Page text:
Story and photos by Sara Kuefler
A tune spontaneously dabbled in on a solitary piano in the middle of the floor of the unoccupied Calgary Opera; a magnificent main stage festival show, with The Dark creating undulating layers to lift Reuben Bullock’s vocals and guitar; a depth of feeling that remains vivid and heartbreaking weeks or months hence. With experiences such as these, it becomes clear that something otherworldly is present in the artist.
Reuben Bullock has the ability to transcend with his music. While appreciating his performances in person, the edges of reality soften and blur, as the music envelopes and penetrates, creating neural pathways that somehow lead straight to the soul. Reuben and the Dark are currently touring in support of their outstanding album “Arms of a Dream.” We are fortunate in Calgary to be able to open our arms to welcome Bullock, along with his exceptional band The Dark, back home as they prepare to play at the Jack Singer on Oct. 30.
I had the privilege to pose a few questions to Bullock, in respect to his music as well as the tour:
I remember watching you play in the old Ant Hill Building in Kensington, as part of Market Collective, back in the day when you were the MC music director I believe. You’ve come a long way since then. Tell me a bit about your journey to get to this tour.
Those days were so formative. It’s crazy to look back at that. It’s been a very long road… but somehow time has flown by. MC really gave me an inside look at the Calgary music scene at the time. I met so many people and spent countless hours on that stage. It’s amazing seeing what the market has grown into too. This year marks a 10 year anniversary for both of us.
Your set at this year’s Folk Festival was so atmospheric and beautiful, both in terms of the music and visually. In fact, one of the photographers who was in the pit with me broke down in tears after we came out. She said she was overwhelmed by “too much beauty”. You seem like a very mindful person. Do you put a lot of thought into the aesthetics of shows in order to compliment the music and enhance the impact of the performance for patrons/fans?
Thank you. That’s so touching. The shows are all pretty emotional for me too. Most of the time I just want us to get out of the music’s way. Let the songs really reach the audience. I suppose I focus more on reverence than aesthetic… but getting the band to dress in white and black felt right. We try to control the environment whenever we can, and when it comes to those big festivals, sometimes it makes more of an impact to dress in an intentional way.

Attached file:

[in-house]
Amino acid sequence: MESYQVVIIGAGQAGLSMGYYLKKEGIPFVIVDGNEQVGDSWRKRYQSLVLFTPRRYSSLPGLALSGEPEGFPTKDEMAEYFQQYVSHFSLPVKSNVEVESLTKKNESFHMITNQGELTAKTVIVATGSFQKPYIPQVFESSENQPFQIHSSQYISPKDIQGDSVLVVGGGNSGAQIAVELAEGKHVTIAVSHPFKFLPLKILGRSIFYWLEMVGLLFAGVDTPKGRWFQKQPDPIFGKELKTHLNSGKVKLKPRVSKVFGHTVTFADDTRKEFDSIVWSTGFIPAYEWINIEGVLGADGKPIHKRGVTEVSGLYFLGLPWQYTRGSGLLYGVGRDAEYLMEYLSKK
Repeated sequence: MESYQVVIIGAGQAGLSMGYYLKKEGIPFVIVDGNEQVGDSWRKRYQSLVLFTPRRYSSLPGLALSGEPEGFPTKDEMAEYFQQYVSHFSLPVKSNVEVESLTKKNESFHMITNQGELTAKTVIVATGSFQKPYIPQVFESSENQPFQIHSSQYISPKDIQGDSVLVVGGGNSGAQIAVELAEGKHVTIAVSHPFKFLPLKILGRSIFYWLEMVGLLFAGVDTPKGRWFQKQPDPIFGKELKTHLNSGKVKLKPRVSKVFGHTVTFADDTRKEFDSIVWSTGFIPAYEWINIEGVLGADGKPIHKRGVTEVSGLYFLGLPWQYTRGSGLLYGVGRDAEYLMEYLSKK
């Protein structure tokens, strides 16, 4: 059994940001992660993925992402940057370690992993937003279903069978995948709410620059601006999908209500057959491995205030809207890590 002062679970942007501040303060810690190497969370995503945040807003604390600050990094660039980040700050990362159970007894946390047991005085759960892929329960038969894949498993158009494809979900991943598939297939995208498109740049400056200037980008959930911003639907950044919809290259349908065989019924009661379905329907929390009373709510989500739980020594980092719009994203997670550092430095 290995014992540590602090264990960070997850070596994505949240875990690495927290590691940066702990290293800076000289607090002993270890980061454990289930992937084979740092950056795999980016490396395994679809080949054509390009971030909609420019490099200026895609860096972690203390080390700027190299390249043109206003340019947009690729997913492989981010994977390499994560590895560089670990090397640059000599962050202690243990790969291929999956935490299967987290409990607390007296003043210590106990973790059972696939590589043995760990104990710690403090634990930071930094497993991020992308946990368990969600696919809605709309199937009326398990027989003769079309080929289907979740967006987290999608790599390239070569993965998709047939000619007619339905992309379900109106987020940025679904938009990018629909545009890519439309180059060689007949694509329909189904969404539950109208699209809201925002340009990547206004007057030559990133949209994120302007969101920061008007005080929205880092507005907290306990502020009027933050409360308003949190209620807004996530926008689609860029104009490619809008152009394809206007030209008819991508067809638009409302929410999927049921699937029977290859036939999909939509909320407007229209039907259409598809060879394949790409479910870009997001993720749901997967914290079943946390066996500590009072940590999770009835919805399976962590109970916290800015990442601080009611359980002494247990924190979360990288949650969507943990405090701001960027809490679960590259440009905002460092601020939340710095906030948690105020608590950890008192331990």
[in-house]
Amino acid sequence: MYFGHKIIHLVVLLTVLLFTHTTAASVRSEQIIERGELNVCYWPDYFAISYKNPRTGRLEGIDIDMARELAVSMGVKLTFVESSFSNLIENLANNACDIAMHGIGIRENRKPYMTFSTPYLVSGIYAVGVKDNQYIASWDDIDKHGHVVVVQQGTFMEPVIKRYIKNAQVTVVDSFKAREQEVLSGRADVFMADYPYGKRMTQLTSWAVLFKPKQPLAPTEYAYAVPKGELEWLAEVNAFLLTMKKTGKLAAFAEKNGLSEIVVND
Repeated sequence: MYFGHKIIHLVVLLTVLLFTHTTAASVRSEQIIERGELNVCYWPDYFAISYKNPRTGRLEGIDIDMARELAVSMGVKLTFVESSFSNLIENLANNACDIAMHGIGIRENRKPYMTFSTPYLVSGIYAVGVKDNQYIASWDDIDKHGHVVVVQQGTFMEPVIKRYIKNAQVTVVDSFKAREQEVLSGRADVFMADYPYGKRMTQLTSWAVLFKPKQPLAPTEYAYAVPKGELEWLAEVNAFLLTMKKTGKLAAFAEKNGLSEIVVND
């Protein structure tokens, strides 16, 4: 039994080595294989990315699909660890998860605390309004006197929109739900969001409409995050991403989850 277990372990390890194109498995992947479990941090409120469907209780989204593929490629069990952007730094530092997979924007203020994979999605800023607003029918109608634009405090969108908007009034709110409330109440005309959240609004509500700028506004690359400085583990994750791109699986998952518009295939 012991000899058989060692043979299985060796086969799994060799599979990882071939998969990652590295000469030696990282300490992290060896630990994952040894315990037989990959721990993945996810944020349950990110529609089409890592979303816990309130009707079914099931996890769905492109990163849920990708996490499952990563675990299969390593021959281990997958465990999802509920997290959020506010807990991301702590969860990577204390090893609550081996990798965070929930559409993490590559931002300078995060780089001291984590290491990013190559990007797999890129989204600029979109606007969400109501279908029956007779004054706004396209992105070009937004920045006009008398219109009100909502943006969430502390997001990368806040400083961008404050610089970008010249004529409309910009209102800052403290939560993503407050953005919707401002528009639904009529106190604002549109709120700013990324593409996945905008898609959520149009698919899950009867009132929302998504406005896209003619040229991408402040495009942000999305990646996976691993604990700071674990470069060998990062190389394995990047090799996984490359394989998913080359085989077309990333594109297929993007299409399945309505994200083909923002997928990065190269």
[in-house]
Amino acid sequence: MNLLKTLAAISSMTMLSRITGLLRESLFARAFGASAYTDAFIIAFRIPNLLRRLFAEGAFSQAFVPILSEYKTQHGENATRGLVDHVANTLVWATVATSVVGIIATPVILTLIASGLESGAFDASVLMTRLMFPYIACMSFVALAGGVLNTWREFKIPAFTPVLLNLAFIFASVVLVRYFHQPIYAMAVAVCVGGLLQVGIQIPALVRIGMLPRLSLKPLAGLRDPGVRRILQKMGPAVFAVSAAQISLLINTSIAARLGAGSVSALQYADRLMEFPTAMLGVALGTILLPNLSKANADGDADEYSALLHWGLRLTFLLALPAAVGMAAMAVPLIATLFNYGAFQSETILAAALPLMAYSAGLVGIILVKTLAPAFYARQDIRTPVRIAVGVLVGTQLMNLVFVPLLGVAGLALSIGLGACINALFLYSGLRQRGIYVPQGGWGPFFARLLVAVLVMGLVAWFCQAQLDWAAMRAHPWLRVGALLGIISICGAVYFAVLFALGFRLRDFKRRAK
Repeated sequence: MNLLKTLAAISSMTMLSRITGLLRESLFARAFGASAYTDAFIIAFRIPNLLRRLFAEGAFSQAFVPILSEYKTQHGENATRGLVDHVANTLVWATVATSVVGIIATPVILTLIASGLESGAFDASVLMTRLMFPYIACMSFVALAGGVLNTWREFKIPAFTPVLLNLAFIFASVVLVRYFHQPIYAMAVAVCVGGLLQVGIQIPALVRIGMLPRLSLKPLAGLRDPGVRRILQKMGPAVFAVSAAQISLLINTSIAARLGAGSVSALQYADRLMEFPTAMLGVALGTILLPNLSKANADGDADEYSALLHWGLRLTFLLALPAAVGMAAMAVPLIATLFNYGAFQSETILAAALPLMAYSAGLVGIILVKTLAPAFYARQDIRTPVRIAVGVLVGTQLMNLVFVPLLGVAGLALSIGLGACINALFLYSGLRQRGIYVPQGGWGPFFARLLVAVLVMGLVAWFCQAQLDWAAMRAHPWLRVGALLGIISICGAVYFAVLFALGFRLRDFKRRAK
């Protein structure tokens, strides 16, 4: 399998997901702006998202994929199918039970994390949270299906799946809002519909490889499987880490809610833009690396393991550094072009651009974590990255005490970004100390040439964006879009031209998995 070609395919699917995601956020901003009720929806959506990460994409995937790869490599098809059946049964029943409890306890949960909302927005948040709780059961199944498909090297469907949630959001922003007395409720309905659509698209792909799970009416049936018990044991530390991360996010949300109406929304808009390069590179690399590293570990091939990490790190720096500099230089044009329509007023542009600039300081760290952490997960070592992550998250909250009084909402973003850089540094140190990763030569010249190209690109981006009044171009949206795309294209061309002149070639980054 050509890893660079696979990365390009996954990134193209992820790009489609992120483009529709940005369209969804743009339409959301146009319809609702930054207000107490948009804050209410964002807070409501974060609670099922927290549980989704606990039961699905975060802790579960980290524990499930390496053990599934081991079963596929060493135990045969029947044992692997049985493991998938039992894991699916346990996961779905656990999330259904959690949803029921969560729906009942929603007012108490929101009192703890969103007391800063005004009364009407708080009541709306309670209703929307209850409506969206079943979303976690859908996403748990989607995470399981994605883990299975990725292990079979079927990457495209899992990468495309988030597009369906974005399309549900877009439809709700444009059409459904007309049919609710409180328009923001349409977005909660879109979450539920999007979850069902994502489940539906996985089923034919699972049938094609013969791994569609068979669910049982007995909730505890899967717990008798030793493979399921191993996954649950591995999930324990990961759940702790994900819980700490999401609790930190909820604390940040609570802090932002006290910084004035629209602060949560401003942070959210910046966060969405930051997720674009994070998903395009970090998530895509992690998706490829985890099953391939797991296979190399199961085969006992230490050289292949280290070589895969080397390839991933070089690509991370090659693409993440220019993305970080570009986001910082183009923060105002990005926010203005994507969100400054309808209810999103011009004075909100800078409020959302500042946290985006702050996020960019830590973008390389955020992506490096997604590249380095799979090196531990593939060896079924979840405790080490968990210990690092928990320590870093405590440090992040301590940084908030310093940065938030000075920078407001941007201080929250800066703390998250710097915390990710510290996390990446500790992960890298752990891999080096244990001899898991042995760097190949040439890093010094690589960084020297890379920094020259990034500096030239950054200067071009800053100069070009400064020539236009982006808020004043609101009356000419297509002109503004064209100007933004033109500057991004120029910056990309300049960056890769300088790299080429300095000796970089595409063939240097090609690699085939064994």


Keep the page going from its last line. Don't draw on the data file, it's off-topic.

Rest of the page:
I’ve noticed a fair number of religious references in your songs. Are you quite influenced by Gospel? Are you a religious or spiritual person, or does the Christian model serve more in the sense of metaphorical illustration of emotion – similarly to how you frequently use the elements or nature in the pictures you paint in your songs?
I came from a religious upbringing. At this point I don’t subscribe to any kind of sectarian belief… but I do consider myself spiritual. The church brings up constant questions, and religious references are a direct way to raise certain emotions I try and convey. Some of it is irony. I try and write soul music I suppose… ideas of being lost/found. Saved/condemned/forgiven/free… that all really resonates with me from my childhood.
Does “Arms of a Dream” (the album) have a theme personally for you that you would like to share? Or do you prefer to leave it a bit more mysterious? Obviously love figures heavily in many of the songs.
Yes, I always prefer to be vague with explanations. Ambiguity tends to lead a lot of these themes. Duality. AOAD represents a space where dream and sleep states speak to each other. The songs are all conversations with a subconscious side of mine.
Out of curiosity, where do the sound clips of the man speaking in some of the songs on the album come from? What is said is quite poignant.
A man in the desert. Joshua Tree CA. He devoted his life to building a magical place for people… I recorded a part of a conversation I had with him while I was passing through.
I was reading about how you began playing the song “Bobcaygeon” (my favourite Hip song as it happens) to connect with Ontario audiences in a special way, which evolved into you recording it and donating proceeds to the Downie-Wenjack Fund. Will you be playing that during the shows on your Western leg of the tour?
Yes we will! We are also going to be travelling with info packages to give out at our shows… hopefully bringing this cause into conversions with our audience across the country.
Do you tend to mix up your set list and show structure from performance to performance, or do you keep it pretty consistent? Do you like to improvise?
It’s always different. We try and structure something at the beginning of a tour, but I always end up changing it as we go. It’s nice to have freedom… to be spontaneous.
What is your favourite part about touring/performing shows?
Do you write while on tour? Or do you prefer to wait until a quieter time to incubate and formulate ideas? What do you find inspires you?
Writing has become an involuntary thing… I try and write down as much as can. Whenever it comes to me. Lots of songs are started in tour though. It’s a pretty stimulating environment. So much travel and change. I prefer writing at home, with time and care, but it doesn’t always go that way. Words inspire me. It’s often that two words, placed beside each other in a certain way, will spark a song.
Is there anything you would like to say to your fans who are eagerly anticipating attending a show on the Arms of a Dream tour?
I can’t wait to sing you some songs… and thank you. From the bottom of my heart. It means so much to have such a caring audience. Oct. 30 is going to be a magical night.